Communication Matters

10 Stroke Factors and How to Reduce Your Risk

man with stroke FB timelineStroke is a leading cause of long-term disability in adults, and the fifth leading cause of death in America. Every 40 seconds, someone in the U.S. will experience a stroke, and nearly 800,000 Americans will have a stroke this year alone.

Below are 10 common health factors that attribute to having a stroke and how to reduce your risk of experiencing one:

  1. Hypertension
    Linked to 48% of stroke-related incidents
    Hypertension is the single most modifiable risk factor. Make sure to have your blood pressure regularly checked!
  2. Physical Inactivity
    Linked to 36% of stroke-related incidents
    Not getting enough physical activity can lead to other health conditions that can raise the risk of stroke. These health conditions include obesity, high blood pressure, high cholesterol, and diabetes. Studies have shown that regular exercise such as walking can significantly lower your risk of stroke!
  3. Lipids/Blood Fats
    Linked to 27% of stroke-related incidents
    Your doctor can run blood tests to check your cholesterol levels and make recommendations based on the results.
  4. Poor Diet
    Linked to 23% of stroke-related incidents
    Studies have linked foods containing high levels of saturated fats, trans fat, and cholesterol stroke and related conditions, such as heart disease. Also, too much sodium (salt) can raise blood pressure levels.
  5. Obesity 
    Linked to 18% of stroke-related incidents
    Obesity is the excess of body fat, which causes higher “bad” cholesterol and triglyceride levels. It can also lead to high blood pressure and diabetes.
  6. Smoking
    Linked to 12% of stroke-related incidents
    Cigarette smoking can damage the heart and blood vessels, increasing your risk for stroke. The nicotine in cigarettes raises blood pressure, and the carbon monoxide from cigarette smoke reduces the amount of oxygen that your blood can carry.
  7. Heart Disease
    Linked to 9% of stroke-related incidents
    People with coronary heart disease, angina or who have had a heart attack due to atherosclerosis (hardening of the arteries) are more than twice as likely to experience a stroke.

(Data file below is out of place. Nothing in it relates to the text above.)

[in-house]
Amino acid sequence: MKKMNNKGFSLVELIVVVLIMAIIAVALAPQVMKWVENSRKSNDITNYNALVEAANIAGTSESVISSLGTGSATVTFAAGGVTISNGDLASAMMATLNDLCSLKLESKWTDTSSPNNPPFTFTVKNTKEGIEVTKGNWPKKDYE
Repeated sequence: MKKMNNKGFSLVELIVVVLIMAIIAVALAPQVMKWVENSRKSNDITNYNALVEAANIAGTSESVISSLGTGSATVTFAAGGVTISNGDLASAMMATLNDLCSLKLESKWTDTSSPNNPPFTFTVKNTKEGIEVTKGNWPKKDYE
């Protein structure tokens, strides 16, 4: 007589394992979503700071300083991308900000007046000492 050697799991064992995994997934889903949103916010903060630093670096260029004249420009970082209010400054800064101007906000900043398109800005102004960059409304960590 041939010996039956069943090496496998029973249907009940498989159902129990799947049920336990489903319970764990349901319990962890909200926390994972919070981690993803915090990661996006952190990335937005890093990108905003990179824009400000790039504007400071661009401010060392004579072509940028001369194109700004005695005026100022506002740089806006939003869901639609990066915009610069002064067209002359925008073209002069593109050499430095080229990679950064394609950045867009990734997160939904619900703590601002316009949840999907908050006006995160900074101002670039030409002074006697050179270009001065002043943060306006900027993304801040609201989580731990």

8. Alcohol Intake
    Linked to 6% of stroke-related incidents
    Drinking too much alcohol can raise blood pressure levels and the risk for stroke. It also increases levels of triglycerides, a form of fat in your blood that can harden your arteries.
  9. Stress
    Linked to 6% of stroke-related incidents
    Long-term stress elevates the “stress hormone” called cortisol. Cortisol increases blood pressure, which is one of the leading causes of stroke.
  10. Diabetes
    Linked to 4% of stroke-related incidents
    When your oxygen supply is cut off, other arteries can usually serve as a bypass. But if you have diabetes, those vessels may be hardened or clogged with plaque – a condition known as atherosclerosis – making it harder for blood to get to your brain.

Signs and Symptoms of a Stroke

F.A.S.T. is an easy way to remember and identify the most common symptoms of a stroke. Recognition of stroke and rapidly getting to a hospital will more likely lead to a better recovery.

  • Face – Ask the person to smile; if one side of the face is crooked or drooping, the person may be having a stroke.
  • Arms – Ask the person to lift both arms; if the person has difficulty raising one arm, the person may be having a stroke.
  • Speech – Ask the person to talk; if there is slurred speech or the person is unable to speak, he/she may be having a stroke.
  • Time – If the person is having any of the signs noted above, call 9-1-1 immediately. Time is crucial in stroke treatment and recovery.

Northeast Ohio Adults Communicating Together (NEO-ACT) is a one-of-a-kind program developed by Cleveland Hearing & Speech Center for adults with communication disorders related to stroke, injury or illness. The program is designed to provide individuals with communication difficulties (and their caregivers) an opportunity to improve quality of life through participation in activities that provide enrichment for listening, speaking, reading, writing, and socialization. 

For caregiver tips and information visit our blog Daily Victories

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